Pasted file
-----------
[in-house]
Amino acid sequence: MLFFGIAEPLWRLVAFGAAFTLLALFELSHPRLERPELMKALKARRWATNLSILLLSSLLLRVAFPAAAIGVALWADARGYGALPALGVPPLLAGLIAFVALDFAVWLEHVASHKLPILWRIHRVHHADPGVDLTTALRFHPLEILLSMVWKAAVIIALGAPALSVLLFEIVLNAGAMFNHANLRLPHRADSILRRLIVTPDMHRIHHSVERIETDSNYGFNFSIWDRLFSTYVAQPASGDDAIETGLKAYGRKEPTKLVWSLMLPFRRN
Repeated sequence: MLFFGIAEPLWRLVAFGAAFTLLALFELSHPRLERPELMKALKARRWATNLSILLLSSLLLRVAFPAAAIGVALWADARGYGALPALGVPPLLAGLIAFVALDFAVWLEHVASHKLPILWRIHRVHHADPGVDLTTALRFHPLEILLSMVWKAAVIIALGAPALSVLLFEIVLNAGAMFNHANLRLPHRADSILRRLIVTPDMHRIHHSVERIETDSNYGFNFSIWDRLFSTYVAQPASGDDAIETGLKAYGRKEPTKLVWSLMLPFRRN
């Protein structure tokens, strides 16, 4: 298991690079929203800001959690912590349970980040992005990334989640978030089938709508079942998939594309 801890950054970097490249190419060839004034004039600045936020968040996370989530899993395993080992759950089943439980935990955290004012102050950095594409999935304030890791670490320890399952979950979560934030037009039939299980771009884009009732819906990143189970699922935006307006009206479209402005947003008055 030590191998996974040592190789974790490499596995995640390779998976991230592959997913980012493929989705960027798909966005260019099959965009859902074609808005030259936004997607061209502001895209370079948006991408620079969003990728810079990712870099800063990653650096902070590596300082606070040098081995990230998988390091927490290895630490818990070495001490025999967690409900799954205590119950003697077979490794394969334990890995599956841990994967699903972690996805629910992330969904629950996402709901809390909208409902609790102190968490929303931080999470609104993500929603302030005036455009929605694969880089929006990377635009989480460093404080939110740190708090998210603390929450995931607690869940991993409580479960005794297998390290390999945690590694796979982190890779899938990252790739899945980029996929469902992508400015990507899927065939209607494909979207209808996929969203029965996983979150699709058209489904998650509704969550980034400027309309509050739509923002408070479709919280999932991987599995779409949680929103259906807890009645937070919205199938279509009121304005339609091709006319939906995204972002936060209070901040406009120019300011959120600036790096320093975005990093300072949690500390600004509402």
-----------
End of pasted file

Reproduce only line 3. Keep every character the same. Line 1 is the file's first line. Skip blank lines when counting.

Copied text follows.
Repeated sequence: MLFFGIAEPLWRLVAFGAAFTLLALFELSHPRLERPELMKALKARRWATNLSILLLSSLLLRVAFPAAAIGVALWADARGYGALPALGVPPLLAGLIAFVALDFAVWLEHVASHKLPILWRIHRVHHADPGVDLTTALRFHPLEILLSMVWKAAVIIALGAPALSVLLFEIVLNAGAMFNHANLRLPHRADSILRRLIVTPDMHRIHHSVERIETDSNYGFNFSIWDRLFSTYVAQPASGDDAIETGLKAYGRKEPTKLVWSLMLPFRRN